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Such a dumb bothersome thing, but it's driving me nuts. I'm working on
a marketing release note that lists changes and improvements in the
newest software release. There's a bulleted list that includes items
-- Added Windows 7 support
--Improved speed of plot display
and quite a few entries that begin with
--Fixed a problem where . . .
--Fixed a problem where Print Preview caused an error when no printer
A slight, although stodgy, improvement would be "Fixed a problem in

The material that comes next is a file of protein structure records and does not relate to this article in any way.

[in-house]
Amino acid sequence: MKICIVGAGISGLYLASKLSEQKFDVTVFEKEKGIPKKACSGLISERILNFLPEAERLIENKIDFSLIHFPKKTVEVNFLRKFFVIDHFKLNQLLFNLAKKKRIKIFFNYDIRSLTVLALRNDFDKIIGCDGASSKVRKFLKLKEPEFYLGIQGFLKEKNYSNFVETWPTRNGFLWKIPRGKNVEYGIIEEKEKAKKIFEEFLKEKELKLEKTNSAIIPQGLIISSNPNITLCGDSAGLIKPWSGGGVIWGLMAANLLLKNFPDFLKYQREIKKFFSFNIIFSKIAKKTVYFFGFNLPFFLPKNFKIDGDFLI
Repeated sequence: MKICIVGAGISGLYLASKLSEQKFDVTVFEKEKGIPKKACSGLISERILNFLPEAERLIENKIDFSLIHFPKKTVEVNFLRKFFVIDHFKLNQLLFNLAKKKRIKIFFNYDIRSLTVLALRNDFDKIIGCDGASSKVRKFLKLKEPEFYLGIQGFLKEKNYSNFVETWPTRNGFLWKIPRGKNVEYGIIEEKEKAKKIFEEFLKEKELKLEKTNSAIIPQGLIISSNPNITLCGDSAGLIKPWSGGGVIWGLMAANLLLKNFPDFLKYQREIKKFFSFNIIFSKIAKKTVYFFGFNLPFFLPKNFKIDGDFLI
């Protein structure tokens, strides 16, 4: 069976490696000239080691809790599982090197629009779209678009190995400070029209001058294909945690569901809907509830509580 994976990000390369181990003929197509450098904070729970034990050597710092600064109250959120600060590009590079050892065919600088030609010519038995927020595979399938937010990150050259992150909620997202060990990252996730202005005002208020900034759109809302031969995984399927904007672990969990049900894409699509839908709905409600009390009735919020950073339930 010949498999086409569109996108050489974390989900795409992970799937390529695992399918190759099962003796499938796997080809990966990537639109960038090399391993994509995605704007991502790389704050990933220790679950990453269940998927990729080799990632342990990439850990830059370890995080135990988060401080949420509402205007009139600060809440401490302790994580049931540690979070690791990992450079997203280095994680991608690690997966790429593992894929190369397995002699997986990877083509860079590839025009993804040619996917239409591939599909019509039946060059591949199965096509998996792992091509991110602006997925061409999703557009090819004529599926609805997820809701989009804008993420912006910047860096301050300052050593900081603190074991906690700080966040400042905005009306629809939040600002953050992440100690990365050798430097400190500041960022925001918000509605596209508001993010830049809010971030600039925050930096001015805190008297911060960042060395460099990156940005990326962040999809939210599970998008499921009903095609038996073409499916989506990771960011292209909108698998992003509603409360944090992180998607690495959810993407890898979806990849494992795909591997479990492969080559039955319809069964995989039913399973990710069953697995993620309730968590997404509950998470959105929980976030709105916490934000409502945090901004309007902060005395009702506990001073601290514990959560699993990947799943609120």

which . . ." but I'm not sure the thing occurs IN a problem any more
than it occurs WHERE the problem vaguely occurs. Problems are not
locational -- at least, the problems we're describing do not occur in a
specific location in real or virtual space.
Each item in the list begins with an active verb, which you want in a
document that's explaining all the good things you've done to improve
the product. So Fixed is a desireable word in that way, but plenty of
other verbs are equally attractive. I'd like to keep the pattern of
starting each item with a strong active verb.
I just can't think of how to do it!
Do you perceive the original wording as enough of a problem for me to
fuss over, or should I just move on to the other 9999 things I need to
get done today?
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